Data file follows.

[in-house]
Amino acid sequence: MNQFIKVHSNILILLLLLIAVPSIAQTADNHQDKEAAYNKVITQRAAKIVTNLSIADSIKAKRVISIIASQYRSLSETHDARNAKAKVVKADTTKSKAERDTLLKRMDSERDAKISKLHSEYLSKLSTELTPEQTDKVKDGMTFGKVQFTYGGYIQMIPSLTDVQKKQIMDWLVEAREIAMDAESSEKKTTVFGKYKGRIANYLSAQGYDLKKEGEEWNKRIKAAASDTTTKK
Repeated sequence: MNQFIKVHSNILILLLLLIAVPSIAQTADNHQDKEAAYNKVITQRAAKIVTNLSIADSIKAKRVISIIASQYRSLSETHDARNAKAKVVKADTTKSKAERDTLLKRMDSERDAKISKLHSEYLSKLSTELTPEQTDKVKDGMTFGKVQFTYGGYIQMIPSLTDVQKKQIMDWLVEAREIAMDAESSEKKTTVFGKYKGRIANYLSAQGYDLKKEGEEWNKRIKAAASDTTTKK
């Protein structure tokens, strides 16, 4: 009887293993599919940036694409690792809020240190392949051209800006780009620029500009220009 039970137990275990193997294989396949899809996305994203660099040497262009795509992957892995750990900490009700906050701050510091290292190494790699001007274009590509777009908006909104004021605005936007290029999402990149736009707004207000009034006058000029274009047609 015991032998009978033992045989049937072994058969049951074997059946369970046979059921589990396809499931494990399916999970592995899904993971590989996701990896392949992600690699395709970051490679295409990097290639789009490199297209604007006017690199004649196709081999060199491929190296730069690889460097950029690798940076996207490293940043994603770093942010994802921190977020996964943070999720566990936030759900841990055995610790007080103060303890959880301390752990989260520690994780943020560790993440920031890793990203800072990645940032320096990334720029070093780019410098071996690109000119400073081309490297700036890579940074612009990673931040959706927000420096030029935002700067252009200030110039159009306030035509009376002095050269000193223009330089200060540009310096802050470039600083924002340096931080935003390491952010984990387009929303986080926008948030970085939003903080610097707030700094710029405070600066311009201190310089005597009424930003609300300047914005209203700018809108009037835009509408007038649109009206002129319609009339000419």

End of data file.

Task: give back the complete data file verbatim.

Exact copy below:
[in-house]
Amino acid sequence: MNQFIKVHSNILILLLLLIAVPSIAQTADNHQDKEAAYNKVITQRAAKIVTNLSIADSIKAKRVISIIASQYRSLSETHDARNAKAKVVKADTTKSKAERDTLLKRMDSERDAKISKLHSEYLSKLSTELTPEQTDKVKDGMTFGKVQFTYGGYIQMIPSLTDVQKKQIMDWLVEAREIAMDAESSEKKTTVFGKYKGRIANYLSAQGYDLKKEGEEWNKRIKAAASDTTTKK
Repeated sequence: MNQFIKVHSNILILLLLLIAVPSIAQTADNHQDKEAAYNKVITQRAAKIVTNLSIADSIKAKRVISIIASQYRSLSETHDARNAKAKVVKADTTKSKAERDTLLKRMDSERDAKISKLHSEYLSKLSTELTPEQTDKVKDGMTFGKVQFTYGGYIQMIPSLTDVQKKQIMDWLVEAREIAMDAESSEKKTTVFGKYKGRIANYLSAQGYDLKKEGEEWNKRIKAAASDTTTKK
């Protein structure tokens, strides 16, 4: 009887293993599919940036694409690792809020240190392949051209800006780009620029500009220009 039970137990275990193997294989396949899809996305994203660099040497262009795509992957892995750990900490009700906050701050510091290292190494790699001007274009590509777009908006909104004021605005936007290029999402990149736009707004207000009034006058000029274009047609 015991032998009978033992045989049937072994058969049951074997059946369970046979059921589990396809499931494990399916999970592995899904993971590989996701990896392949992600690699395709970051490679295409990097290639789009490199297209604007006017690199004649196709081999060199491929190296730069690889460097950029690798940076996207490293940043994603770093942010994802921190977020996964943070999720566990936030759900841990055995610790007080103060303890959880301390752990989260520690994780943020560790993440920031890793990203800072990645940032320096990334720029070093780019410098071996690109000119400073081309490297700036890579940074612009990673931040959706927000420096030029935002700067252009200030110039159009306030035509009376002095050269000193223009330089200060540009310096802050470039600083924002340096931080935003390491952010984990387009929303986080926008948030970085939003903080610097707030700094710029405070600066311009201190310089005597009424930003609300300047914005209203700018809108009037835009509408007038649109009206002129319609009339000419």